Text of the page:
[OT] Why is it called string?
bkelley at wi.mit.edu
Thu Aug 21 16:28:37 CEST 2003
Richard Brodie wrote:
> "Brian Kelley" <bkelley at wi.mit.edu> wrote in message
> news:3f44ce77$0$556$b45e6eb0 at senator-bedfellow.mit.edu...
>>That being said, what is the programming-centric etymology of "string"?
> The usage of string as "a sequence of similar objects", appears to be very
> old. Dropping the 'character' part is probably much more recent (probably
> around the classic Unix/C era: old Pascal documentation tends to say
> "character string" explicitly.
Isn't this relatively unique to characters though? I haven't seen
"integer string" and some old borland documentation (old memory here)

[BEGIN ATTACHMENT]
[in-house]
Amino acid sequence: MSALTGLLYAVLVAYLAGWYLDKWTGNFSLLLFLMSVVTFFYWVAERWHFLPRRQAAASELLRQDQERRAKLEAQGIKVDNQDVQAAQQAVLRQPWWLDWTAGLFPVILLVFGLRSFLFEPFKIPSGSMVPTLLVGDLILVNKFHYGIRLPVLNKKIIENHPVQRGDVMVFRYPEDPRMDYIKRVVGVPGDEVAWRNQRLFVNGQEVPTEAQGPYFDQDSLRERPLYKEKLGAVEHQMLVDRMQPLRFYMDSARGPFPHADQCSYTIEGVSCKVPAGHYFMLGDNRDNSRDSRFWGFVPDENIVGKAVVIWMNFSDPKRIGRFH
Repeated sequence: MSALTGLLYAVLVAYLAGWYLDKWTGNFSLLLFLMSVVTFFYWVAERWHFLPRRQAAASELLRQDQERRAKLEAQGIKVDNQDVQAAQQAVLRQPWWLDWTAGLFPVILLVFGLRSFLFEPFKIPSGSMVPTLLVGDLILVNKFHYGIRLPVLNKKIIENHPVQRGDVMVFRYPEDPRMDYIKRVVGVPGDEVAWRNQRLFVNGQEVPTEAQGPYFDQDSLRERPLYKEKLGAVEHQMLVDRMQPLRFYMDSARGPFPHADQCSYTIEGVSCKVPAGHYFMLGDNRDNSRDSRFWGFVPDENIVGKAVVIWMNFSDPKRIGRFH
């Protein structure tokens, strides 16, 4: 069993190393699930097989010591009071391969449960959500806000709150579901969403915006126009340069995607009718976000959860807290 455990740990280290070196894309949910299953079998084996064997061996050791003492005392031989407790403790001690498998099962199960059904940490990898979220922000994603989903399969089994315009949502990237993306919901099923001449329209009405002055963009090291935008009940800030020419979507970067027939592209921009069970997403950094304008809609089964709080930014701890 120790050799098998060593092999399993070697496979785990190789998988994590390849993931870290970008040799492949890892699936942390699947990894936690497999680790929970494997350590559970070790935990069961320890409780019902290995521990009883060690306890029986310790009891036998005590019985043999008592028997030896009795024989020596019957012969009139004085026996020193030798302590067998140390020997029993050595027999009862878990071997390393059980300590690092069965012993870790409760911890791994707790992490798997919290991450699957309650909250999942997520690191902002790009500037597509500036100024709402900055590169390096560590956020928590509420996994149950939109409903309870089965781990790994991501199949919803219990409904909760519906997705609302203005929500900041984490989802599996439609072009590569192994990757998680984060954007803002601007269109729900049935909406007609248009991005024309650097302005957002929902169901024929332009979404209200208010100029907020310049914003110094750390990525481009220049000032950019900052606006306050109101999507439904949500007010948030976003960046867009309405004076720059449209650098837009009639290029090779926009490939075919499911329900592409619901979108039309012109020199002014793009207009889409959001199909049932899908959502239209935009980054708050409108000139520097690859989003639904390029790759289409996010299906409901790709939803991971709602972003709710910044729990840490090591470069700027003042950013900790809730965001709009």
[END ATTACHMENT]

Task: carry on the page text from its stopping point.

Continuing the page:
that had some code to convert from a String of Integers into an Array of
Byte. This usage of string specifically meant the ASCII equivalent of
an integer such as:
a = "1234567890"
More often I have seen "Array of Integers" or "List of Integers" so the
term "string" does appear to mean "human readable" or imply character
based... i.e. EBDIC/ASCII or the appropriate encoding.
Brian Kelley bkelley at wi.mit.edu
Whitehead Institute for Biomedical Research 617 258-6191
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